Health Information Technology

IOM Report Recommends Steps to Minimize Risks to Patient Safety

December 08, 2011 07:55 pm News Staff

A newly released report( from the Institute of Medicine, or IOM, recommends that HHS take the lead on working to minimize patient safety risks associated with use of health information technology, or health IT.

According to the report Health IT and Patient Safety: Building Safer Systems for Better Care, the agency should publish a plan within 12 months to reduce adverse events linked to use of health IT and should report annually on the plan's progress. HHS' plan should set a timeframe for the private sector to assess the impact of health IT on patient safety, the report notes.

"Just as the potential benefits of health IT are great, so are the possible harms to patient safety if these technologies are not being properly designed and used," says Gail Warden, chair of the IOM committee that developed the report, in a news release( "To protect patients, industry and government have a shared responsibility to ensure greater transparency, accountability and reporting of health IT-related medical errors," she adds.

If, after one year, the HHS secretary deems progress toward improving patient safety associated with the use of health IT is moving too slowly, the FDA should step in and regulate health IT, says the report. Accordingly, the report's authors further suggest that the FDA begin constructing a regulatory framework now in the event that FDA oversight is required in the future.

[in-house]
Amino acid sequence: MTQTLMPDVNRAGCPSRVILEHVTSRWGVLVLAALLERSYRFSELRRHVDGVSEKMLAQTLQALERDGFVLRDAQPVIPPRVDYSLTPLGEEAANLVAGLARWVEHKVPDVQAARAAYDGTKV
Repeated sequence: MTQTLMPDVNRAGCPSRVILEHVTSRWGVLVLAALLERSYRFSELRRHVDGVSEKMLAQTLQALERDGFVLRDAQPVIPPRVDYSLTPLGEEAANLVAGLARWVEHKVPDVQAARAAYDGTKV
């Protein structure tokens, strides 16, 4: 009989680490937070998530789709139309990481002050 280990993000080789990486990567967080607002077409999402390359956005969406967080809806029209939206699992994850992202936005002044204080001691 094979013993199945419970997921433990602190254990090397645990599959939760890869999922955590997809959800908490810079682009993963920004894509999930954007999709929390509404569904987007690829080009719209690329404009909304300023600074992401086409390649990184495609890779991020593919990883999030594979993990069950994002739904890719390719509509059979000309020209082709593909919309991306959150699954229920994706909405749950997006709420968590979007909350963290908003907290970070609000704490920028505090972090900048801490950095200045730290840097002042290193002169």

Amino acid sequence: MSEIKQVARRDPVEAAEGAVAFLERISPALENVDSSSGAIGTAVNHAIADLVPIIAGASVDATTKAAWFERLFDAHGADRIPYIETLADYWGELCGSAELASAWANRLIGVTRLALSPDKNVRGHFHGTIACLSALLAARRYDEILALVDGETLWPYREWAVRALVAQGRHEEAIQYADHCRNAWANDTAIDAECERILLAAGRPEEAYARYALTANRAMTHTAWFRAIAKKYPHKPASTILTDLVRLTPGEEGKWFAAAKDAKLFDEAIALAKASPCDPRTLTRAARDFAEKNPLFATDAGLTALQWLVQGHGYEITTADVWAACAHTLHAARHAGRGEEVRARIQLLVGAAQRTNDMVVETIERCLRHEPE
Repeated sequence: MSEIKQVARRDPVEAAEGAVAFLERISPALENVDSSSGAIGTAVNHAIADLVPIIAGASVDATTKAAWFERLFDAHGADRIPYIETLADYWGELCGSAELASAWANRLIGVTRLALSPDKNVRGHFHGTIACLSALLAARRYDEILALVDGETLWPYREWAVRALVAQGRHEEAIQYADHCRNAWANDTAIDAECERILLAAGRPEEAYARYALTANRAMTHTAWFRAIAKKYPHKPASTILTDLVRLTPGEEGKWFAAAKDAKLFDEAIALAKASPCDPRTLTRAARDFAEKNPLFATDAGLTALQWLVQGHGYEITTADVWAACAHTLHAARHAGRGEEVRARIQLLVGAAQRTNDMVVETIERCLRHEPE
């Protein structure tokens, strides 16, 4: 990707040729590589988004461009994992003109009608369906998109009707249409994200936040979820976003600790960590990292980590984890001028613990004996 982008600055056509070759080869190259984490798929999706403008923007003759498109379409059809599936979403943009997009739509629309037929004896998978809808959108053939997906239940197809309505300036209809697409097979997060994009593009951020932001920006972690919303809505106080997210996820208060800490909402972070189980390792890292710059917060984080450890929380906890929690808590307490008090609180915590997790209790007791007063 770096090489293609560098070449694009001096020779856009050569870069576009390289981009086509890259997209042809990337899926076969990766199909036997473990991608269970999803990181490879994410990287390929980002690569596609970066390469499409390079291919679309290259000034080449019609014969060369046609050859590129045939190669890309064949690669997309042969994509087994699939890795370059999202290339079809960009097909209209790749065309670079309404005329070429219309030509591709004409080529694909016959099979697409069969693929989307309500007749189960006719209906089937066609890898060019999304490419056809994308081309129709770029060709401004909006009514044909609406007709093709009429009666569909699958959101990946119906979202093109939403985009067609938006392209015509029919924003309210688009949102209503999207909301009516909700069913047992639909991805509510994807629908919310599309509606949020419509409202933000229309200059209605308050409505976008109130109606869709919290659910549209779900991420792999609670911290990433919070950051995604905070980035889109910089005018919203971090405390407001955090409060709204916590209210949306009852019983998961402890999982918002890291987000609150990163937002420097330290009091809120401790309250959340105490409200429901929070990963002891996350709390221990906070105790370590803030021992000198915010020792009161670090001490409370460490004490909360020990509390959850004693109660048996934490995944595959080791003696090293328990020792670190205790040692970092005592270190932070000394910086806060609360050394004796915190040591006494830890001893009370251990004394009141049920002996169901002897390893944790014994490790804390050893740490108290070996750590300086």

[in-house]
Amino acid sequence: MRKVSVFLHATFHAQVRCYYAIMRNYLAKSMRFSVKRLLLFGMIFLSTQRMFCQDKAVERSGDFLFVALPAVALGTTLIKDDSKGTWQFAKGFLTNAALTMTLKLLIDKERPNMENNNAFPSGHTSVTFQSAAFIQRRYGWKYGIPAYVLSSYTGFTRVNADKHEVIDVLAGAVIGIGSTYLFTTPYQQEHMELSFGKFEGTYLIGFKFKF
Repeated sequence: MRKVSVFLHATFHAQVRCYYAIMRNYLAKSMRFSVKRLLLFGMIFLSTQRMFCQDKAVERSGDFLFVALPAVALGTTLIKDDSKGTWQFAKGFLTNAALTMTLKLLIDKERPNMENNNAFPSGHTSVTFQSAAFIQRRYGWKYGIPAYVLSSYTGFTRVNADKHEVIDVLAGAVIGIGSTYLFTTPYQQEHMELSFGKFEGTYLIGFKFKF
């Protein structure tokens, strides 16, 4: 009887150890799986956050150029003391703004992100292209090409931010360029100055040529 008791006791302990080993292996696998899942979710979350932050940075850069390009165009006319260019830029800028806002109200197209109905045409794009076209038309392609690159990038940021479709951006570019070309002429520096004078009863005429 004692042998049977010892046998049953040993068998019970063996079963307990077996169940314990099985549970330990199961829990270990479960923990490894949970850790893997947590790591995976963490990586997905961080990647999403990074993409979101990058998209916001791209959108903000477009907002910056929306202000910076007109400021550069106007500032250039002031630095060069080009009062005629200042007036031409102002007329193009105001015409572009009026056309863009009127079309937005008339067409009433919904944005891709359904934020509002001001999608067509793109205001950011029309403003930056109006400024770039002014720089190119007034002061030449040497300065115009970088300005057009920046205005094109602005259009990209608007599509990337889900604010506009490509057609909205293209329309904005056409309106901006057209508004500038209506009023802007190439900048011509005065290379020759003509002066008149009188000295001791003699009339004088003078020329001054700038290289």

Among other recommendations included in the report:

  • health IT vendors should support the free exchange of information about health IT experiences and issues;
  • the Office of the National Coordinator for Health Information Technology, or ONC, should work to make comparative user experiences across vendors publicly available;
  • HHS should fund a new Health IT Safety Council to evaluate criteria for assessing and monitoring the safe use of health IT;
  • all health IT vendors should be required to publicly register their products with ONC;
  • HHS should specify the quality and risk management process requirements that vendors will be required to adopt;
  • HHS should establish a mechanism for vendors and users to report health IT-related deaths, injuries and unsafe conditions; and
  • HHS should recommend that Congress establish an independent federal entity to investigate deaths, injuries and unsafe conditions associated with health IT.

In addition to the entire 220-page report, which can be read online free of charge, a report brief( and a set of briefing slides( also are available.